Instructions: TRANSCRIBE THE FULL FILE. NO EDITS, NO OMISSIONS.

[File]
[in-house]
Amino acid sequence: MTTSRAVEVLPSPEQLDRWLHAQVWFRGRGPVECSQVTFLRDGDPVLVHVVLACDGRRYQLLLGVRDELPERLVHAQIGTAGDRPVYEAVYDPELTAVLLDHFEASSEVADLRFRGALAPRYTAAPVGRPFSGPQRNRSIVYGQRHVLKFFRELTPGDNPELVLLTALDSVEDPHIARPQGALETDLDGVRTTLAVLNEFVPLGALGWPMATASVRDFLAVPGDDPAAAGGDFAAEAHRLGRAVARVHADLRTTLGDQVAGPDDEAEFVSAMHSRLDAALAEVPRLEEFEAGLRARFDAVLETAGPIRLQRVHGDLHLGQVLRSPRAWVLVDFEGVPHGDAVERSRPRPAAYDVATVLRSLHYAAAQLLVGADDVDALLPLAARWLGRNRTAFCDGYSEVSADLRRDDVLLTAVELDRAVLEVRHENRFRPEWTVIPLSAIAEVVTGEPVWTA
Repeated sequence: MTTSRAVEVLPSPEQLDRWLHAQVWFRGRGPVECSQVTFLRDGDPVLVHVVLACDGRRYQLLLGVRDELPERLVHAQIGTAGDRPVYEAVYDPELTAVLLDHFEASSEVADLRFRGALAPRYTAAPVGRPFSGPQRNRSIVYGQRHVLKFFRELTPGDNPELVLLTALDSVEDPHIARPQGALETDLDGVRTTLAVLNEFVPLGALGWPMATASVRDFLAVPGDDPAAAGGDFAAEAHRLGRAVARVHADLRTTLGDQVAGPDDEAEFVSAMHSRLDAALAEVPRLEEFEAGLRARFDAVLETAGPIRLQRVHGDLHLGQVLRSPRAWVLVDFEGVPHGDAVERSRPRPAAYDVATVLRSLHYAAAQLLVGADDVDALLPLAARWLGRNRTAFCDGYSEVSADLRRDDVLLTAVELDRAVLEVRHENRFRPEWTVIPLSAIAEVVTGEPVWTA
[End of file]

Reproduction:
[in-house]
Amino acid sequence: MTTSRAVEVLPSPEQLDRWLHAQVWFRGRGPVECSQVTFLRDGDPVLVHVVLACDGRRYQLLLGVRDELPERLVHAQIGTAGDRPVYEAVYDPELTAVLLDHFEASSEVADLRFRGALAPRYTAAPVGRPFSGPQRNRSIVYGQRHVLKFFRELTPGDNPELVLLTALDSVEDPHIARPQGALETDLDGVRTTLAVLNEFVPLGALGWPMATASVRDFLAVPGDDPAAAGGDFAAEAHRLGRAVARVHADLRTTLGDQVAGPDDEAEFVSAMHSRLDAALAEVPRLEEFEAGLRARFDAVLETAGPIRLQRVHGDLHLGQVLRSPRAWVLVDFEGVPHGDAVERSRPRPAAYDVATVLRSLHYAAAQLLVGADDVDALLPLAARWLGRNRTAFCDGYSEVSADLRRDDVLLTAVELDRAVLEVRHENRFRPEWTVIPLSAIAEVVTGEPVWTA
Repeated sequence: MTTSRAVEVLPSPEQLDRWLHAQVWFRGRGPVECSQVTFLRDGDPVLVHVVLACDGRRYQLLLGVRDELPERLVHAQIGTAGDRPVYEAVYDPELTAVLLDHFEASSEVADLRFRGALAPRYTAAPVGRPFSGPQRNRSIVYGQRHVLKFFRELTPGDNPELVLLTALDSVEDPHIARPQGALETDLDGVRTTLAVLNEFVPLGALGWPMATASVRDFLAVPGDDPAAAGGDFAAEAHRLGRAVARVHADLRTTLGDQVAGPDDEAEFVSAMHSRLDAALAEVPRLEEFEAGLRARFDAVLETAGPIRLQRVHGDLHLGQVLRSPRAWVLVDFEGVPHGDAVERSRPRPAAYDVATVLRSLHYAAAQLLVGADDVDALLPLAARWLGRNRTAFCDGYSEVSADLRRDDVLLTAVELDRAVLEVRHENRFRPEWTVIPLSAIAEVVTGEPVWTA